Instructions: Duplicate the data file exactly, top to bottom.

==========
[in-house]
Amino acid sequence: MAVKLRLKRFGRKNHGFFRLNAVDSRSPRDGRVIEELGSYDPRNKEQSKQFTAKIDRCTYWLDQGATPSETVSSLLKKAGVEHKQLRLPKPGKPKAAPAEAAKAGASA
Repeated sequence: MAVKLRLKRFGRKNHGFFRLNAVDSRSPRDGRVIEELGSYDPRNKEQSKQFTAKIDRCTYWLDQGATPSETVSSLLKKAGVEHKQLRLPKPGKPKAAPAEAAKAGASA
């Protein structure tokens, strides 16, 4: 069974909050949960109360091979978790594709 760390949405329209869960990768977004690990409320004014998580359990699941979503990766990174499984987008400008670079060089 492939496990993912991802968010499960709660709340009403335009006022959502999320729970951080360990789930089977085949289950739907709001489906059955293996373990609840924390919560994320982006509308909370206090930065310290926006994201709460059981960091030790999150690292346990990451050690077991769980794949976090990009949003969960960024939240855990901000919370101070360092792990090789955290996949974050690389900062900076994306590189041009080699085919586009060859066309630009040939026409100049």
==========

[in-house]
Amino acid sequence: MAVKLRLKRFGRKNHGFFRLNAVDSRSPRDGRVIEELGSYDPRNKEQSKQFTAKIDRCTYWLDQGATPSETVSSLLKKAGVEHKQLRLPKPGKPKAAPAEAAKAGASA
Repeated sequence: MAVKLRLKRFGRKNHGFFRLNAVDSRSPRDGRVIEELGSYDPRNKEQSKQFTAKIDRCTYWLDQGATPSETVSSLLKKAGVEHKQLRLPKPGKPKAAPAEAAKAGASA
């Protein structure tokens, strides 16, 4: 069974909050949960109360091979978790594709 760390949405329209869960990768977004690990409320004014998580359990699941979503990766990174499984987008400008670079060089 492939496990993912991802968010499960709660709340009403335009006022959502999320729970951080360990789930089977085949289950739907709001489906059955293996373990609840924390919560994320982006509308909370206090930065310290926006994201709460059981960091030790999150690292346990990451050690077991769980794949976090990009949003969960960024939240855990901000919370101070360092792990090789955290996949974050690389900062900076994306590189041009080699085919586009060859066309630009040939026409100049």